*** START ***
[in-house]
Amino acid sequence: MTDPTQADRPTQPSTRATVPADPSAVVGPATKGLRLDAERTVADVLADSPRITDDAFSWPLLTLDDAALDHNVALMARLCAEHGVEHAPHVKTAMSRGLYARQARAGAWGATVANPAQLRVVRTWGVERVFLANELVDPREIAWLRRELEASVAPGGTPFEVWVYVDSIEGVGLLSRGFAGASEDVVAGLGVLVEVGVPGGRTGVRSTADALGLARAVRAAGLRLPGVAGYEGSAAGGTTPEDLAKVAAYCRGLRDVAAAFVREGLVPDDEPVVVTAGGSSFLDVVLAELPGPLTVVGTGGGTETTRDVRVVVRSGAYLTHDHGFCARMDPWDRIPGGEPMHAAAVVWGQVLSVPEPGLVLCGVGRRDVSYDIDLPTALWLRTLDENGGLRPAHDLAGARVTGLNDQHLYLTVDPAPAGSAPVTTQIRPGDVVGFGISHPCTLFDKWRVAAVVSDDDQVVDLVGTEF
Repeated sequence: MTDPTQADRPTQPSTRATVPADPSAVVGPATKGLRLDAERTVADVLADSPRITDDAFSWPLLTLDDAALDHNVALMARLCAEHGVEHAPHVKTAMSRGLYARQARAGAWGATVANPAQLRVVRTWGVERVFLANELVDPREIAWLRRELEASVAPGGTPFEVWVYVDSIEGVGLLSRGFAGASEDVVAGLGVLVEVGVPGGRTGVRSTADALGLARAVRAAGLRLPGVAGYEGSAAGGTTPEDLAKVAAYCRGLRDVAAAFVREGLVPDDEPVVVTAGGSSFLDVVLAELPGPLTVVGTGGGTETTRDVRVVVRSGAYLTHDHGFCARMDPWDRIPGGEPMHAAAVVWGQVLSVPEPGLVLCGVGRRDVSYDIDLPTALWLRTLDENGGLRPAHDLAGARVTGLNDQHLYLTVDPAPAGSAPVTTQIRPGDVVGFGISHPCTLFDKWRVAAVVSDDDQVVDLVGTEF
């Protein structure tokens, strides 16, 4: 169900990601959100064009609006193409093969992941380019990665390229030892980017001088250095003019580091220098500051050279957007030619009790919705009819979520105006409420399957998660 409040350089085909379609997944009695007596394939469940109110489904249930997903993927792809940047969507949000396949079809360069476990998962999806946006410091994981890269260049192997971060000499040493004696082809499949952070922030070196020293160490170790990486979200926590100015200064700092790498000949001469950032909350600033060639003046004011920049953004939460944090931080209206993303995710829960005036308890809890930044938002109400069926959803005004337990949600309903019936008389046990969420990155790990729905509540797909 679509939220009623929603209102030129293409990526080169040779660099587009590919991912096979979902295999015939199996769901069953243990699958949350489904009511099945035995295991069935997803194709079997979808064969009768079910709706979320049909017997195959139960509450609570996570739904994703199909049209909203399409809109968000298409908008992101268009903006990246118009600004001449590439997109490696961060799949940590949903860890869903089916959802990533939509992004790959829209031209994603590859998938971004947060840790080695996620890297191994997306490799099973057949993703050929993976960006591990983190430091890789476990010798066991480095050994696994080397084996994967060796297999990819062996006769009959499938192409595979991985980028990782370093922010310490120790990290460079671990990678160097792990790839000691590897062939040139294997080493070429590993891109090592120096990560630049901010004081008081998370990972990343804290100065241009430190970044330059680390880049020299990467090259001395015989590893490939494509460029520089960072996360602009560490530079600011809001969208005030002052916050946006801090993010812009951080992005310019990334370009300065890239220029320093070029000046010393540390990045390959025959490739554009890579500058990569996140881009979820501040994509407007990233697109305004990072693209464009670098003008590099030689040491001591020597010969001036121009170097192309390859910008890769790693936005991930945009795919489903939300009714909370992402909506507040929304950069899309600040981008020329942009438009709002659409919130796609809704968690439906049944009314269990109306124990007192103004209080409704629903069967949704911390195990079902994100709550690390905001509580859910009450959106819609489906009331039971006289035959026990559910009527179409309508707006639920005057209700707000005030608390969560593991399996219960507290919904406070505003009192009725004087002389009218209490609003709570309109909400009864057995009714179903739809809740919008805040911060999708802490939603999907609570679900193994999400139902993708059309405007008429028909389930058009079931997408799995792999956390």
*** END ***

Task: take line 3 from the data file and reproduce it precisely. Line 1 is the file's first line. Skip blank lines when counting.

Repeated sequence: MTDPTQADRPTQPSTRATVPADPSAVVGPATKGLRLDAERTVADVLADSPRITDDAFSWPLLTLDDAALDHNVALMARLCAEHGVEHAPHVKTAMSRGLYARQARAGAWGATVANPAQLRVVRTWGVERVFLANELVDPREIAWLRRELEASVAPGGTPFEVWVYVDSIEGVGLLSRGFAGASEDVVAGLGVLVEVGVPGGRTGVRSTADALGLARAVRAAGLRLPGVAGYEGSAAGGTTPEDLAKVAAYCRGLRDVAAAFVREGLVPDDEPVVVTAGGSSFLDVVLAELPGPLTVVGTGGGTETTRDVRVVVRSGAYLTHDHGFCARMDPWDRIPGGEPMHAAAVVWGQVLSVPEPGLVLCGVGRRDVSYDIDLPTALWLRTLDENGGLRPAHDLAGARVTGLNDQHLYLTVDPAPAGSAPVTTQIRPGDVVGFGISHPCTLFDKWRVAAVVSDDDQVVDLVGTEF